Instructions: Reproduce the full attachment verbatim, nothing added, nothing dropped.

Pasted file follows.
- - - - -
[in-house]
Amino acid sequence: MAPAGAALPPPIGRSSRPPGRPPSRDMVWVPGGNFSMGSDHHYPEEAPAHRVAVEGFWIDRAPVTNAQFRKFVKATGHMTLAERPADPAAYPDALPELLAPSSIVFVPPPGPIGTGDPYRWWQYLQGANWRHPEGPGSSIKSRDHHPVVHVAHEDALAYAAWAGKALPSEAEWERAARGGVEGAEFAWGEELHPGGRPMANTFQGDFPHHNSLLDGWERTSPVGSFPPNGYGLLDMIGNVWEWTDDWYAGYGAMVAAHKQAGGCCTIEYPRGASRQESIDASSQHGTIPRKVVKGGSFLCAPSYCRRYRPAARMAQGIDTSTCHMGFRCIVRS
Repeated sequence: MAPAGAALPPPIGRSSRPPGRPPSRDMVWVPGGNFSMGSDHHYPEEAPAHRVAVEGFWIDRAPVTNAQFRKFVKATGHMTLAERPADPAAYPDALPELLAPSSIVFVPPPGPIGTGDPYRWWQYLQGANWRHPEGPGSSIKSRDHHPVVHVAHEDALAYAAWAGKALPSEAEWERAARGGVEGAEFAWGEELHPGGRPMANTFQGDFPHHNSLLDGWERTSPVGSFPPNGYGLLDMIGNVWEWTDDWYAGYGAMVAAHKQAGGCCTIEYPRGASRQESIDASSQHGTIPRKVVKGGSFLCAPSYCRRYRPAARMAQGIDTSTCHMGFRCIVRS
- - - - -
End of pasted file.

[in-house]
Amino acid sequence: MAPAGAALPPPIGRSSRPPGRPPSRDMVWVPGGNFSMGSDHHYPEEAPAHRVAVEGFWIDRAPVTNAQFRKFVKATGHMTLAERPADPAAYPDALPELLAPSSIVFVPPPGPIGTGDPYRWWQYLQGANWRHPEGPGSSIKSRDHHPVVHVAHEDALAYAAWAGKALPSEAEWERAARGGVEGAEFAWGEELHPGGRPMANTFQGDFPHHNSLLDGWERTSPVGSFPPNGYGLLDMIGNVWEWTDDWYAGYGAMVAAHKQAGGCCTIEYPRGASRQESIDASSQHGTIPRKVVKGGSFLCAPSYCRRYRPAARMAQGIDTSTCHMGFRCIVRS
Repeated sequence: MAPAGAALPPPIGRSSRPPGRPPSRDMVWVPGGNFSMGSDHHYPEEAPAHRVAVEGFWIDRAPVTNAQFRKFVKATGHMTLAERPADPAAYPDALPELLAPSSIVFVPPPGPIGTGDPYRWWQYLQGANWRHPEGPGSSIKSRDHHPVVHVAHEDALAYAAWAGKALPSEAEWERAARGGVEGAEFAWGEELHPGGRPMANTFQGDFPHHNSLLDGWERTSPVGSFPPNGYGLLDMIGNVWEWTDDWYAGYGAMVAAHKQAGGCCTIEYPRGASRQESIDASSQHGTIPRKVVKGGSFLCAPSYCRRYRPAARMAQGIDTSTCHMGFRCIVRS